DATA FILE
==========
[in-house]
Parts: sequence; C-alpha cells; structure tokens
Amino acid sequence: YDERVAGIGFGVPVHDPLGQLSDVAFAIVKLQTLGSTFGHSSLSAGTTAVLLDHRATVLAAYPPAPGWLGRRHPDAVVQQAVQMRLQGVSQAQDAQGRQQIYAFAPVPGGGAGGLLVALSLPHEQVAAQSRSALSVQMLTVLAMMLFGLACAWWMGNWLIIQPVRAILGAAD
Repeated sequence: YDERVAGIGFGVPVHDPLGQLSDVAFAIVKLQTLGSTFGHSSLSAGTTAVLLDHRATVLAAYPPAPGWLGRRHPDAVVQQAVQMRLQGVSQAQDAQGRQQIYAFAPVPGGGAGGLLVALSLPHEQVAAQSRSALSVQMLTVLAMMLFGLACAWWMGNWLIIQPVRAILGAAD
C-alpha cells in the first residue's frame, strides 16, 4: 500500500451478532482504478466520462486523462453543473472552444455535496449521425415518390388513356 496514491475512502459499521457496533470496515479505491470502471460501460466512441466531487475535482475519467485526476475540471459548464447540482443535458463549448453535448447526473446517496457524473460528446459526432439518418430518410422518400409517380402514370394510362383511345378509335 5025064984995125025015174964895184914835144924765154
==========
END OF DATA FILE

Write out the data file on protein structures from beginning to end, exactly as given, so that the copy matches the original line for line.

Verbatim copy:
[in-house]
Parts: sequence; C-alpha cells; structure tokens
Amino acid sequence: YDERVAGIGFGVPVHDPLGQLSDVAFAIVKLQTLGSTFGHSSLSAGTTAVLLDHRATVLAAYPPAPGWLGRRHPDAVVQQAVQMRLQGVSQAQDAQGRQQIYAFAPVPGGGAGGLLVALSLPHEQVAAQSRSALSVQMLTVLAMMLFGLACAWWMGNWLIIQPVRAILGAAD
Repeated sequence: YDERVAGIGFGVPVHDPLGQLSDVAFAIVKLQTLGSTFGHSSLSAGTTAVLLDHRATVLAAYPPAPGWLGRRHPDAVVQQAVQMRLQGVSQAQDAQGRQQIYAFAPVPGGGAGGLLVALSLPHEQVAAQSRSALSVQMLTVLAMMLFGLACAWWMGNWLIIQPVRAILGAAD
C-alpha cells in the first residue's frame, strides 16, 4: 500500500451478532482504478466520462486523462453543473472552444455535496449521425415518390388513356 496514491475512502459499521457496533470496515479505491470502471460501460466512441466531487475535482475519467485526476475540471459548464447540482443535458463549448453535448447526473446517496457524473460528446459526432439518418430518410422518400409517380402514370394510362383511345378509335 5025064984995125025015174964895184914835144924765154